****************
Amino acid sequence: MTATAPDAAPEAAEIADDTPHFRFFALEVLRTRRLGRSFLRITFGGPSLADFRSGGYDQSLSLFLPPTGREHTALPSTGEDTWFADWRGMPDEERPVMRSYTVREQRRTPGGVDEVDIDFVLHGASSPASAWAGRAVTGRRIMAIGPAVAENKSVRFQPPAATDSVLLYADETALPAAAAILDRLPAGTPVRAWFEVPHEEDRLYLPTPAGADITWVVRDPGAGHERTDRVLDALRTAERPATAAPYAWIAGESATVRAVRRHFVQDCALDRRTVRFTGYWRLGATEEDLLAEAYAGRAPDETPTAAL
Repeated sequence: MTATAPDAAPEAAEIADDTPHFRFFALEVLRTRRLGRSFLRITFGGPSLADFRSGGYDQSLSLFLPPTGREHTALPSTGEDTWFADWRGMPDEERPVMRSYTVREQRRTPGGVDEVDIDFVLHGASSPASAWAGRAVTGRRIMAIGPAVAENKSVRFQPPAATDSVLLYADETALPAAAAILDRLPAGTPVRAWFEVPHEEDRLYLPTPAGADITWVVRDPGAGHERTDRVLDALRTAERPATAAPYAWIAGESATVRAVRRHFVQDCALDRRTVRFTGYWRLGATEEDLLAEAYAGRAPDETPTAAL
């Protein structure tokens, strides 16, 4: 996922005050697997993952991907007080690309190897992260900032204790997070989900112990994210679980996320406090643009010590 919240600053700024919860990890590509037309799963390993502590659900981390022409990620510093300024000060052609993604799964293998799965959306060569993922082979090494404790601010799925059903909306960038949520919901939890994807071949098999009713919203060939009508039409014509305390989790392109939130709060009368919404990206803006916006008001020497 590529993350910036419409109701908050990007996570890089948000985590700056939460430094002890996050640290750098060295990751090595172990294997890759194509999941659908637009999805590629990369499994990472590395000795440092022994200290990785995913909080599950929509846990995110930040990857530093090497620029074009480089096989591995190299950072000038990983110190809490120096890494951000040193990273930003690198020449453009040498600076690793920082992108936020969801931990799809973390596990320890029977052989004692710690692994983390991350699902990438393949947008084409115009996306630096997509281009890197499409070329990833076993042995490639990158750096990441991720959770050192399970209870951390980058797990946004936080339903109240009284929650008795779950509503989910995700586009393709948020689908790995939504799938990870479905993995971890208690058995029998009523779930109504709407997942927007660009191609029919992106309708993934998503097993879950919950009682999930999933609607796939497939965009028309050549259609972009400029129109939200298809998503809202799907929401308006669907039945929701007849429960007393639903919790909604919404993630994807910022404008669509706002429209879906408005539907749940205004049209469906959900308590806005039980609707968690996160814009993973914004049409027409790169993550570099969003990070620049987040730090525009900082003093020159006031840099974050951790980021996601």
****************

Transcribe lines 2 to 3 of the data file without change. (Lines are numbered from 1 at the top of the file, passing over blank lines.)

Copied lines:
Repeated sequence: MTATAPDAAPEAAEIADDTPHFRFFALEVLRTRRLGRSFLRITFGGPSLADFRSGGYDQSLSLFLPPTGREHTALPSTGEDTWFADWRGMPDEERPVMRSYTVREQRRTPGGVDEVDIDFVLHGASSPASAWAGRAVTGRRIMAIGPAVAENKSVRFQPPAATDSVLLYADETALPAAAAILDRLPAGTPVRAWFEVPHEEDRLYLPTPAGADITWVVRDPGAGHERTDRVLDALRTAERPATAAPYAWIAGESATVRAVRRHFVQDCALDRRTVRFTGYWRLGATEEDLLAEAYAGRAPDETPTAAL
């Protein structure tokens, strides 16, 4: 996922005050697997993952991907007080690309190897992260900032204790997070989900112990994210679980996320406090643009010590 919240600053700024919860990890590509037309799963390993502590659900981390022409990620510093300024000060052609993604799964293998799965959306060569993922082979090494404790601010799925059903909306960038949520919901939890994807071949098999009713919203060939009508039409014509305390989790392109939130709060009368919404990206803006916006008001020497 590529993350910036419409109701908050990007996570890089948000985590700056939460430094002890996050640290750098060295990751090595172990294997890759194509999941659908637009999805590629990369499994990472590395000795440092022994200290990785995913909080599950929509846990995110930040990857530093090497620029074009480089096989591995190299950072000038990983110190809490120096890494951000040193990273930003690198020449453009040498600076690793920082992108936020969801931990799809973390596990320890029977052989004692710690692994983390991350699902990438393949947008084409115009996306630096997509281009890197499409070329990833076993042995490639990158750096990441991720959770050192399970209870951390980058797990946004936080339903109240009284929650008795779950509503989910995700586009393709948020689908790995939504799938990870479905993995971890208690058995029998009523779930109504709407997942927007660009191609029919992106309708993934998503097993879950919950009682999930999933609607796939497939965009028309050549259609972009400029129109939200298809998503809202799907929401308006669907039945929701007849429960007393639903919790909604919404993630994807910022404008669509706002429209879906408005539907749940205004049209469906959900308590806005039980609707968690996160814009993973914004049409027409790169993550570099969003990070620049987040730090525009900082003093020159006031840099974050951790980021996601």